More than half of obese and diabetic patients will develop non-alcoholic fatty liver disease NAFLD at some stage in their life. NAFLD encompasses a number of different abnormalities, including hepatic steatosis and non-alcoholic steatohepatitis (NASH). Currently, there are no approved drugs against NAFLD, which is a risk factor for the development of cirrhosis or hepatocellular carcinoma.
Efficacy of the natural product mastiha against NAFLD
The EU-funded MAST4HEALTH project explored a non-pharmacological approach for disease management. The research was undertaken with the support of the Marie Skłodowska-Curie programme and focused on the use of mastiha, a natural supplement with known health benefits. Mastiha is obtained as a resin from the stems and the branches of the shrub Pistacia lentiscus, cultivated exclusively in Chios island in Greece. Previous studies have proven the presence of polyphenols and terpenes in mastiha and their bioavailability in humans. “Several antimicrobial, antioxidant, anti-inflammatory and lipid-lowering properties have been attributed not only to the constituents of mastiha but to the natural product itself as well,” explains George Dedoussis, MAST4HEALTH project coordinator and Professor of Molecular Genetics and Nutrigenetics at Harokopio University in Greece.
Preclinical evidence supports mastiha efficacy
The pathophysiological mechanisms of NAFLD are poorly understood. Apart from diabetes and obesity, dyslipidaemia and hypertension constitute additional risk factors. Moreover, accumulating evidence suggests that the gut microbiome and epigenetic modifications participate in the onset and progression of NAFLD/NASH. The intestinal microbiota is believed to stimulate liver steatosis by harvesting energy from otherwise indigestible dietary polysaccharides, by regulating metabolism and stimulating low-grade inflammation. Previous work by the consortium had validated the efficacy of mastiha in experimental animals with diet-induced obesity, NASH and fibrosis. More specifically, animals receiving mastiha supplements in their diet reduced circulating alanine aminotransferase levels indicative of liver function and NAFLD activity score. Furthermore, they improved hepatic steatosis and exhibited a partial recovery of gut microbiota diversity.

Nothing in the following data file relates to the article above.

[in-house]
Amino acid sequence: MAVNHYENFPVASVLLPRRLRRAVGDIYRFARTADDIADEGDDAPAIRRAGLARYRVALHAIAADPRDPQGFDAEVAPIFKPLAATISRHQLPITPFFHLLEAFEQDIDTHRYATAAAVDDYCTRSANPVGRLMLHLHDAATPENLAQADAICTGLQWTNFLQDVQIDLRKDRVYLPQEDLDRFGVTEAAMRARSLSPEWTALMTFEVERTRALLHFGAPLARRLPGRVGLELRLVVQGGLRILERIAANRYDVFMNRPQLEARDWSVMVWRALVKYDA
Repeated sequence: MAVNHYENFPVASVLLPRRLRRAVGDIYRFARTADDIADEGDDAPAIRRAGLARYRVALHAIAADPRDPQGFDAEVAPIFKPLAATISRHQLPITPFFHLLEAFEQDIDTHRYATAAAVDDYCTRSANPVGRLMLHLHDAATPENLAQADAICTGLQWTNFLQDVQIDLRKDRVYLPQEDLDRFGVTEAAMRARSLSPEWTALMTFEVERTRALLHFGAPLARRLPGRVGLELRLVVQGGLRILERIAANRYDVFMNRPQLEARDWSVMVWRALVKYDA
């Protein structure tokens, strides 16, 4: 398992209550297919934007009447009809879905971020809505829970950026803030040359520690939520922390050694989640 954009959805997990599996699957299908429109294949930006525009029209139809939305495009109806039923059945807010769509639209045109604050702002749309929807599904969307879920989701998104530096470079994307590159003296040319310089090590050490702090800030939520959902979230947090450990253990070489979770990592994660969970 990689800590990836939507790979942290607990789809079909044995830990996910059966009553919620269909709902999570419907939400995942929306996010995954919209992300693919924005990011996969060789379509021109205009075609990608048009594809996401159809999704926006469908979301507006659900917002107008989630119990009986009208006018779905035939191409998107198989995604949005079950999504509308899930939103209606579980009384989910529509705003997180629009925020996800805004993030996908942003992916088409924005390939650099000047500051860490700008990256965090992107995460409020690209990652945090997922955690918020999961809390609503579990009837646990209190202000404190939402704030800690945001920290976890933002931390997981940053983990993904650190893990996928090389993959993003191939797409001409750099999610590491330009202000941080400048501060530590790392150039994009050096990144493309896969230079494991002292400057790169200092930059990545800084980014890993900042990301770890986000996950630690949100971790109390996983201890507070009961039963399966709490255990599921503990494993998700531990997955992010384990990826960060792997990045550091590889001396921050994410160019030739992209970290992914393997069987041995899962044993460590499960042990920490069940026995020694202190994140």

Mastiha supplementation in individuals with NAFLD
A previous clinical trial on patients with inflammatory bowel disease had demonstrated that mastiha intervention leads to favourable changes in oxidative stress and faecal biomarkers as well as reduced inflammation. To corroborate the data of mastiha supplementation in NAFLD patients, the MAST4HEALTH team conducted a multicentre randomised double-blind placebo-controlled clinical trial. Patients received mastiha supplements in a capsule form, and specific genetic and epigenetic biomarkers were evaluated alongside metabolomic and intestinal microbiota profiles. Partners used cutting-edge methodologies for the analysis and integration of data derived from the clinical trial. Results will be published soon but preliminary evidence indicates that NAFLD patients receiving mastiha show an overall improvement. As suggested above, a natural supplement prepared with mastiha could serve as an innovative treatment for various diseases with or without additional medication. With respect to NAFLD, a non-pharmacologic treatment based on mastiha will undoubtedly be a useful tool in clinical practice worldwide. Although further investigation is required to delineate the mechanism underlying mastiha’s mode of action, it seems that it has the capacity to improve standard of care for NAFLD patients. Project work holds promise not only for potentially improving the quality of life of those affected but also that of participating researchers. “The importance of the MAST4HEALTH project goes beyond the impact of the results of the clinical trial; it offered a unique opportunity to secondees to experience different working sectors and state-of-the-art technologies,” concludes Dedoussis.
MAST4HEALTH, mastiha, NAFLD, supplements, NASH, obesity, non-alcoholic steatohepatitis, diabetes, inflammatory bowel disease